Massaging The Truth To Make Them Happy

, , , , | Right | January 13, 2020

(I’m new at this massage clinic. A regular comes in and informs me that she has chronic lower back pain. I proceed to work on her, and after our time is up, she approaches the receptionist, aka my boss.)

Boss: “How was your treatment?”

Patient: “It was all wrong. I don’t know what he was doing, but this was no massage.”

Boss: “I’m sorry to hear that, but you see, different masseurs have different techniques and…”

Me: “How’s your back pain, ma’am?”

Patient: “Well, it’s gone, but again, this was no proper massage! I’ve been coming here twice a month for years, and I’ve never received this kind of… whatever it was! Every other masseur has done it properly!”

Me: “And was the pain gone after any of those previous treatments?”

Patient: “No, but what does that have to do with it? This was not a proper massage!”

(The boss and I exchanged meaningful glances.)

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The Shanghai Express To Berlin

, , , , , | Learning | January 7, 2020

(A student, a well-dressed woman who appears to be in her fifties, approaches our circulation desk.)

Woman: “I need information about this German woman, her name is Marlene something…”

Me: “Marlene Dietrich?”

(I’m a bit surprised, though, as this college doesn’t teach anything related to cinema.)

Woman: “No, actually, not Marlene, maybe something like Mark…”

Me: “Angela Merkel?”

Woman: “Yes!”

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We Know What He Likes More Than He Does  

, , , , | Right | December 16, 2019

(I work at a sex shop in Israel. In Israel, the word “gay” as a synonym to “homosexual” hasn’t sunk in among the elderly. An elderly customer walks in looking for a DVD. I see he has picked up a gay film.)

Me: “Erm, sir, this is a gay film.”

Elderly Customer: “What’s a gay film?”

Me: “Homosexuals, you know.”

Elderly Customer: “Well, I’ll give it a shot.”

Me: “Are you sure, sir?”

(He starts to get agitated.)

Elderly Customer: “Sure! I know what I like! You think you know me better than me?!”

Me: “All right, sir, whatever you’d like.”

(The next day, I see him again.)

Elderly Customer: “What the f*** is wrong with this film? There are only men in it!”

(How he missed that, considering the very detailed cover, is beyond me.)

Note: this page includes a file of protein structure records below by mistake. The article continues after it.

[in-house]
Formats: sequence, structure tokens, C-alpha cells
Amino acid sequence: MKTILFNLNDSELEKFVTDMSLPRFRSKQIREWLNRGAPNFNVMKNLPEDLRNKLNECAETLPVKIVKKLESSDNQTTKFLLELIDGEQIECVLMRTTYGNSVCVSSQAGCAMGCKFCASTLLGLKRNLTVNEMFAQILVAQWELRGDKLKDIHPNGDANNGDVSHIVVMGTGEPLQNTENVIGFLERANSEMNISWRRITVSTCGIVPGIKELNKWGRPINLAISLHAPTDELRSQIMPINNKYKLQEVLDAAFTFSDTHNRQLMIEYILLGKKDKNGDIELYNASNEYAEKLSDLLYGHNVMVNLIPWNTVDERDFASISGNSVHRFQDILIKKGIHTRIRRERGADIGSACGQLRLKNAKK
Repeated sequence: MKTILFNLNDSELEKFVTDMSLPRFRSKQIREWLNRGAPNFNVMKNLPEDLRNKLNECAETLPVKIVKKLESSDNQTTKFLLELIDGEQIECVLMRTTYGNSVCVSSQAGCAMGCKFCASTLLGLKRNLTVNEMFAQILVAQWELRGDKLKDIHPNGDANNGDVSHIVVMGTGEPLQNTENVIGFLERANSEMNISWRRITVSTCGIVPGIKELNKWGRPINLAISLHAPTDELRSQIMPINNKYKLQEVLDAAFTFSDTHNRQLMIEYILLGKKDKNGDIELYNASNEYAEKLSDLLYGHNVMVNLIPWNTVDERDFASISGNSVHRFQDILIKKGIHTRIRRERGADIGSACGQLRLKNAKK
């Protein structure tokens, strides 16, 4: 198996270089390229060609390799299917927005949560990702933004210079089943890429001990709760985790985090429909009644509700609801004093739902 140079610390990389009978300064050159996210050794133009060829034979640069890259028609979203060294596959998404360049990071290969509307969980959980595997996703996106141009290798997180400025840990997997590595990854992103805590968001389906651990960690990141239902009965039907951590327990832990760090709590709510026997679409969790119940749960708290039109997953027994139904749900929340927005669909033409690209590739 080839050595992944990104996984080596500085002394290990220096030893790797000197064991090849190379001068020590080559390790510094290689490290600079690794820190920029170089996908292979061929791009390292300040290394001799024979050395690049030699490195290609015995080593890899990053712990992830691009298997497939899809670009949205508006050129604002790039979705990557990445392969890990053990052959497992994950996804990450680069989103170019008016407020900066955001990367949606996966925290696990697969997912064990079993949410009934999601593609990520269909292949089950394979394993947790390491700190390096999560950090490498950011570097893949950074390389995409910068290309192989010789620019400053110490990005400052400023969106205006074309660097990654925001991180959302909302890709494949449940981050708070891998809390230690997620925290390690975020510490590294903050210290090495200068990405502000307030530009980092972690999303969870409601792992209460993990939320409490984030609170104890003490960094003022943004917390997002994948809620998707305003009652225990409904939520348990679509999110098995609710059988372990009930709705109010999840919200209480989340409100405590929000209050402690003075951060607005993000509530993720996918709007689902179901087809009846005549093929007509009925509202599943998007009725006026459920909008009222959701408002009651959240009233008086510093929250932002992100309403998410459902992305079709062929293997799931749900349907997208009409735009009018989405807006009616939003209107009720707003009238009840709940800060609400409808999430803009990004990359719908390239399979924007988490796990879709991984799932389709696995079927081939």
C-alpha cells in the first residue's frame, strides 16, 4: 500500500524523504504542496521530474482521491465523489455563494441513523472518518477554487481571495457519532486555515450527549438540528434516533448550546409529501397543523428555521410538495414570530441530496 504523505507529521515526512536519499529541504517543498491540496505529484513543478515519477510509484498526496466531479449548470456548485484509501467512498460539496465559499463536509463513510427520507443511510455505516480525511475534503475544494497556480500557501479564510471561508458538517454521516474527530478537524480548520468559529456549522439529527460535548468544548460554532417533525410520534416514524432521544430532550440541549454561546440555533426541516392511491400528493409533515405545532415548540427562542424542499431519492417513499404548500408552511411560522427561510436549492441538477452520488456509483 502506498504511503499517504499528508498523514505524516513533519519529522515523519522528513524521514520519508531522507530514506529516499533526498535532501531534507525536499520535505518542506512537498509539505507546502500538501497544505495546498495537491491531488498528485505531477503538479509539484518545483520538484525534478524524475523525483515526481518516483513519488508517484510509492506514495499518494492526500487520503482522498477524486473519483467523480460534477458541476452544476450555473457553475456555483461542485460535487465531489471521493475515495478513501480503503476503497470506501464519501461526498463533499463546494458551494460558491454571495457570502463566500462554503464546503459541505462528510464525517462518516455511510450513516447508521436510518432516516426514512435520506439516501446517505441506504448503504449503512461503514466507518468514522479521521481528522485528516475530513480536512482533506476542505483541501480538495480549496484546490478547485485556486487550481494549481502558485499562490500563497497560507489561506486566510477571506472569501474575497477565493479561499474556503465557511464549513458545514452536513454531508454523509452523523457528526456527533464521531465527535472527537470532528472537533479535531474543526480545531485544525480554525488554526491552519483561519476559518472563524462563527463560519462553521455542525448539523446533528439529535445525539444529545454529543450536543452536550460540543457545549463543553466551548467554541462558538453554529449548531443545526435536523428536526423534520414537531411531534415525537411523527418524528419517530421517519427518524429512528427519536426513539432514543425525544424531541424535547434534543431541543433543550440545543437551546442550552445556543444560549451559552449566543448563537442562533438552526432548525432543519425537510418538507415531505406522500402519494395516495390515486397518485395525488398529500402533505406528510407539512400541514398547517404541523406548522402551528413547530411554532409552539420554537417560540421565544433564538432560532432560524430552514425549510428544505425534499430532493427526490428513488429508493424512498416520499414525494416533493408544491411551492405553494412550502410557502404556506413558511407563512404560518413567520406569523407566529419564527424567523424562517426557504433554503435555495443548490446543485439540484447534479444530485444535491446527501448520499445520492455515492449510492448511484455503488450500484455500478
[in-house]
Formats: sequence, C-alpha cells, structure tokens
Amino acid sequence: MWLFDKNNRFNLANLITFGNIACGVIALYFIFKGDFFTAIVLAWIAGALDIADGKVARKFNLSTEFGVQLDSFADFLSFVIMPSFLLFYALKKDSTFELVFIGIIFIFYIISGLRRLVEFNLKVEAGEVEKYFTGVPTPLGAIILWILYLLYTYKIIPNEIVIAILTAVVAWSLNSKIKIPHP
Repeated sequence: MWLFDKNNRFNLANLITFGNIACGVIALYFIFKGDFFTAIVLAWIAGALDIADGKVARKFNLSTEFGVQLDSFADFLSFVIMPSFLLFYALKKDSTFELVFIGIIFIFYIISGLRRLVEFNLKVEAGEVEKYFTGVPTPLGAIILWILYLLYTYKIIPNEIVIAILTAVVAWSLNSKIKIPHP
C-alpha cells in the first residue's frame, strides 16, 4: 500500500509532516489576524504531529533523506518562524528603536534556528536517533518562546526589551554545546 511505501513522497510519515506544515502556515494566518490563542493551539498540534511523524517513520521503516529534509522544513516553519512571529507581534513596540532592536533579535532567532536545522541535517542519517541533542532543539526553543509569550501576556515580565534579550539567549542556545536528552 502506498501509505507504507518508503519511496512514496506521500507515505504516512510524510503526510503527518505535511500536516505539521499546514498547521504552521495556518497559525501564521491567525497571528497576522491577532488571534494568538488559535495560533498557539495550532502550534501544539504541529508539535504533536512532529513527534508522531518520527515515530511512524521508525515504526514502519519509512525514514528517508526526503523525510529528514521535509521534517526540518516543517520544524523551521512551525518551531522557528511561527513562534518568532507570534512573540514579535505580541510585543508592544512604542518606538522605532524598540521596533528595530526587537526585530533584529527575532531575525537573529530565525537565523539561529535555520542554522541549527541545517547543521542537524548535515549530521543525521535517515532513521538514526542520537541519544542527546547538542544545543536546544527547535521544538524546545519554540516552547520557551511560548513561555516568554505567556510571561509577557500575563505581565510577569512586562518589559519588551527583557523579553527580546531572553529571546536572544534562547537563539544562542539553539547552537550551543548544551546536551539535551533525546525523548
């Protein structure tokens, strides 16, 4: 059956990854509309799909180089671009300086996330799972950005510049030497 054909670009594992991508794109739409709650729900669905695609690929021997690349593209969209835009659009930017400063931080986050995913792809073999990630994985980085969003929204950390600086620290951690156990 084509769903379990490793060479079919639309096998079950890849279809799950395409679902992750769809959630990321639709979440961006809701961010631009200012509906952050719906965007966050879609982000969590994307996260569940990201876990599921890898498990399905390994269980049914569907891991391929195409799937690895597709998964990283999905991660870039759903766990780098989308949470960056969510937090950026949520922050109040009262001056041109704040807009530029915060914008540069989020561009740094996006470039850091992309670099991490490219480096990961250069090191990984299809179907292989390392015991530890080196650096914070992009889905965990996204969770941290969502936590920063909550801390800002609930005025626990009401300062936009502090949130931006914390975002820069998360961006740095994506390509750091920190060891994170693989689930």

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War Is A Cartoon Joke

, , , , , | Learning | December 9, 2019

(I live in Israel where military service is mandatory and there’s no shortage of conflicts. But as a mostly non-political cartoonist, I tend to stay away from this subject when drawing, except for this one time. I am sitting in the house of a thirteen-year-old kid to whom I am giving private lessons in illustration. While he works on the comic I assigned him to draw, I sit down to work on my own comic series, which is about stories from my life. He leans over and reads the page I’m working on. It talks about me preparing to get on a bus and head to fight in a war.)

Student: “You were in a war?”

Me: “Yeah.”

(He takes a moment to process this, since this isn’t something I typically talk about, nor do I look like much of a typical “fighter.”)

Student: *now poking my shoulder with his stylus* “I’m just imagining you walking up to enemies on the battlefield and kind of… poking them with your drawing pen.”

(I stare at it for a moment before turning my sight back to my drawing.)

Me: “You’re joking, but I’ll have you know it was a pretty aggressive war.”

Student: *immediately looks regretful and withdraws the stylus* “S-Sorry.”

Me: “We lost a lot of–”

Student: *interjecting with guilt* “I apologize.”

Me: “–good pillows that day.”

(It was silent for a moment. Even though I was not looking directly at him he was glaring at me so hard I could basically feel it on the side of my head. He got up, threw his hands and stylus in the air, and noped out of the room as I burst out laughing.)

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Why Nurses Should Rule The World, Part 13

, , , , , | Healthy | September 29, 2019

My mother has Alzheimer’s and lives in a care facility. Not long ago, she was taken ill and they sent her to the local emergency room for some tests as a safety precaution because she can’t communicate and so it was unclear exactly what was wrong with her.

Mum’s husband and a carer went with her from the home and I joined them in the hospital. Understandably, my poor mother, who had no idea what was going on — even though we tried our best to explain — was confused, upset, and maybe even a little frightened.

The nurse taking care of Mum wasn’t unkind as such, but she was brisk and abrupt, and she made little to no effort to try and reassure Mum or interact with her. Again, understandably, Mum became ever more flustered and upset despite our best efforts to keep her calm and reassure her ourselves.

Then, the shift changed, and a new nurse was assigned to take care of Mum. She interacted with Mum; she spoke to her, touched her, calmed her, and reassured her far more than Mum’s husband, the carer, or I had managed to achieve. She even had Mum cooperating.

When Mum was finally released, I went and thanked that nurse for helping a frightened and confused woman feel calm and safe. The nurse was totally shocked that I thanked her. Later, my sister, who’s also a nurse, told me that while people are quick to complain, they rarely say thank you. Nurses do a very hard job, working with people who are ill, frightened, confused, and many other things besides. They’re not perfect, but on the whole, most of them do an amazing job. Please don’t forget to say thank you.

Related:
Why Nurses Should Rule The World, Part 12
Why Nurses Should Rule The World, Part 11
Why Nurses Should Rule The World, Part 10

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